Recently in Reviews
It is now three and a half years since Anna Nicole was unleashed on the world at the Royal Opera House, Covent Garden.
It was a Druid orgy that overtook the War Memorial. Magnificent singing, revelatory conducting, off-the-wall staging (a compliment, sort of).
There was a quasi-party atmosphere at the Wigmore Hall on Monday evening, when Joyce DiDonato and Antonio Pappano reprised the recital that had kicked off the Hall’s 2014-15 season with reported panache and vim two nights previously. It was standing room only, and although this was a repeat performance there certainly was no lack of freshness and spontaneity: both the American mezzo-soprano and her accompanist know how to communicate and entertain. And, if the second half of the programme - 20th-century American classics with the odd folky diversion - did feel a little like a prolonged encore (which was followed by three further suavely delivered numbers complete with mischievous banter and musical high-jinks), this did not lessen the musical and theatrical accomplishment or the evident delight of the Wigmore Hall audience, although I confess to feeling a bit of a sugar-rush
In strict architectural terms, the stupendous 2nd century Roman
theatre of Aspendos near Antalya in southern Turkey is not an arena or
amphitheatre at all, so there are not nearly as many ghosts of gored gladiators
or dismembered Christians to disturb the contemporary feng shui as in
other ancient loci of Imperial amusement.
Simon Rattle and the Berlin Philharmonic Orchestra brought their staging of Bach's St Matthew Passion to the BBC Proms at the Royal Albert Hall on Saturday, 6 September 2014.
Every so often an opera fan is treated to a minor miracle, a revelatory performance of a familiar favorite that immediately sweeps all other versions before it.
On August 30, Los Angeles Opera presented the finals concert of Plácido Domingo’s Operalia, the world opera competition. Founded in 1993, the contest endeavors to discover and help launch the careers of the most promising young opera singers of today. Thousands of applicants send in recordings from which forty singers are chosen to perform live in the city where the contest is being held. Last year it was Verona, Italy, this year Los Angeles, next year London.
The second day of the Richard Strauss weekend at the BBC Proms saw Richard
Strauss's Elektra performed at the Royal Albert Hall on 31 August 2014
by the BBC Symphony Orchestra, conducted by Semyon Bychkov, with Christine
Goerke in the title role.
Triumphant! An exceptionally stimulating Mahler Symphony No 2 from Daniel Harding and the Swedish Radio Symphony Orchestra, BBC Prom 57 at the Royal Albert Hall. Harding's Mahler Tenth performances (especially with the Berliner Philharmoniker) are pretty much the benchmark by which all other performances are assessed. Harding's Mahler Second is informed by such an intuitive insight into the whole traverse of the composer's work that, should he get around to doing all ten together, he'll fulfil the long-held dream of "One Grand Symphony", all ten symphonies understood as a coherent progression of developing ideas.
The BBC Proms continued its Richard Strauss celebrations with a performance of his first major operatic success Salome. Nina Stemme led forces from the Deutsche Oper, Berlin,at the Royal Albert Hall on Saturday 30 August 2014,the first of a remarkable pair of Proms which sees Salome and Elektra performed on successive evenings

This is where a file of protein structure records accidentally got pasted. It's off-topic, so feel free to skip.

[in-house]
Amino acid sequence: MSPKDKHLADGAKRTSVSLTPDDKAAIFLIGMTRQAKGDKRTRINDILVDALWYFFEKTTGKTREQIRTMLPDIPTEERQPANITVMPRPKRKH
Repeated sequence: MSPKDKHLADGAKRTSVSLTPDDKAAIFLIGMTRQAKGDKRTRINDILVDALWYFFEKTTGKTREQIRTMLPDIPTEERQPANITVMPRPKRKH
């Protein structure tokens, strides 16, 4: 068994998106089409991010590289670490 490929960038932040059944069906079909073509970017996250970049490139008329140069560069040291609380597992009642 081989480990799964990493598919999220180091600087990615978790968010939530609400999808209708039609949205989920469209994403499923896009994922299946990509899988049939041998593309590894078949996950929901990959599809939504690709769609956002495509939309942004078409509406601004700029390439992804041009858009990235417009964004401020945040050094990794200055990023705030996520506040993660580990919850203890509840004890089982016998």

On August 9, 2014, Santa Fe Opera presented a new updated production of Don Pasquale that set the action in the 1950s. Chantal Thomas’s Act I scenery showed the Don’s furnishing as somewhat worn and decidedly dowdy. Later, she literally turned the Don’s home upside down!
At a concert in the Cathedral of Saint Joseph in San Jose, California, on August 22, 2014, a few selections preceded the piece the audience had been waiting for: the world premiere of Dolora Zajick’s brand new composition, an opera scene entitled Roads to Zion.
This elegant, smartly-paced film turns Gluck’s Orfeo into a Dostoevskian study of a guilt-wracked misanthrope, portrayed by American countertenor Bejun Mehta.
Ossia Il barbiere di Siviglia. Why waste a good tune.
In light of the 2012 half-centenary of the premiere in the newly re-built Coventry Cathedral of Benjamin Britten’s War Requiem, the 2013 centennial celebrations of the composer’s own birth, and this year’s commemorations of the commencement of WW1, it is perhaps not surprising that the War Requiem - a work which was long in gestation and which might be seen as a summation of the composer’s musical, political and personal concerns - has been fairly frequently programmed of late. And, given the large, multifarious forces required, the potent juxtaposition of searing English poetry and liturgical Latin, and the profound resonances of the circumstances of the work’s commission and premiere, it would be hard to find a performance, as William Mann declared following the premiere, which was not a ‘momentous occasion’.
Both by default and by merit Il barbiere di Siviglia is the hit of the thirty-fifth Rossini Opera Festival. But did anyone really want, and did the world really need yet another production of this old warhorse?
Armida (1817) is the third of Rossini’s nine operas for the Teatro San Carlo in Naples, all serious. The first was Elisabetta, regina di Inghilterra (1815), the second was Otello (1816), the last was Zelmira (1822).
Santa Fe opera has presented Carmen in various productions since 1961. This year’s version by Stephen Lawless takes place during the recent past in Northern Mexico near the United States border. The performance on August 6, 2014, featured Ana Maria Martinez as a monumentally sexy Gypsy who was part of a drug smuggling group.
Sir Mark Elder and the Hallé Orchestra persuasively balanced passion and poetry in this absorbing Promenade concert. Elder’s tempi were fairly relaxed but the result was spaciousness rather than ponderousness, with phrases given breadth and substance, and rich orchestral colours permitted to make startling dramatic impact.